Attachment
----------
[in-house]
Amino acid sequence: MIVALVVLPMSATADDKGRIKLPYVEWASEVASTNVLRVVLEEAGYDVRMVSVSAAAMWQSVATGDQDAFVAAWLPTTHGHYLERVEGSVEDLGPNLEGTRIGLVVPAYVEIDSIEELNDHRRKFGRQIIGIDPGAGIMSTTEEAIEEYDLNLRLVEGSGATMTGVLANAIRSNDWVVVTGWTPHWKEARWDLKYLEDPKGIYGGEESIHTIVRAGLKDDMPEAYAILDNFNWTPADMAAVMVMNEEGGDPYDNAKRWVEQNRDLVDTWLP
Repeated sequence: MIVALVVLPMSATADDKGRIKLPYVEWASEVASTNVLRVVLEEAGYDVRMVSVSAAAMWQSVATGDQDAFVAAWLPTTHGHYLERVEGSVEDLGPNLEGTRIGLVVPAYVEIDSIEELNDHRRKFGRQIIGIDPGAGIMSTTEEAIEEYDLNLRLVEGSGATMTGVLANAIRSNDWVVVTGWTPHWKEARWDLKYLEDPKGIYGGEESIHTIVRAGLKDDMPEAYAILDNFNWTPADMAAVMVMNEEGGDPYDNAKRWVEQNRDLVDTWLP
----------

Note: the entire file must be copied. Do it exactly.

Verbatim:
[in-house]
Amino acid sequence: MIVALVVLPMSATADDKGRIKLPYVEWASEVASTNVLRVVLEEAGYDVRMVSVSAAAMWQSVATGDQDAFVAAWLPTTHGHYLERVEGSVEDLGPNLEGTRIGLVVPAYVEIDSIEELNDHRRKFGRQIIGIDPGAGIMSTTEEAIEEYDLNLRLVEGSGATMTGVLANAIRSNDWVVVTGWTPHWKEARWDLKYLEDPKGIYGGEESIHTIVRAGLKDDMPEAYAILDNFNWTPADMAAVMVMNEEGGDPYDNAKRWVEQNRDLVDTWLP
Repeated sequence: MIVALVVLPMSATADDKGRIKLPYVEWASEVASTNVLRVVLEEAGYDVRMVSVSAAAMWQSVATGDQDAFVAAWLPTTHGHYLERVEGSVEDLGPNLEGTRIGLVVPAYVEIDSIEELNDHRRKFGRQIIGIDPGAGIMSTTEEAIEEYDLNLRLVEGSGATMTGVLANAIRSNDWVVVTGWTPHWKEARWDLKYLEDPKGIYGGEESIHTIVRAGLKDDMPEAYAILDNFNWTPADMAAVMVMNEEGGDPYDNAKRWVEQNRDLVDTWLP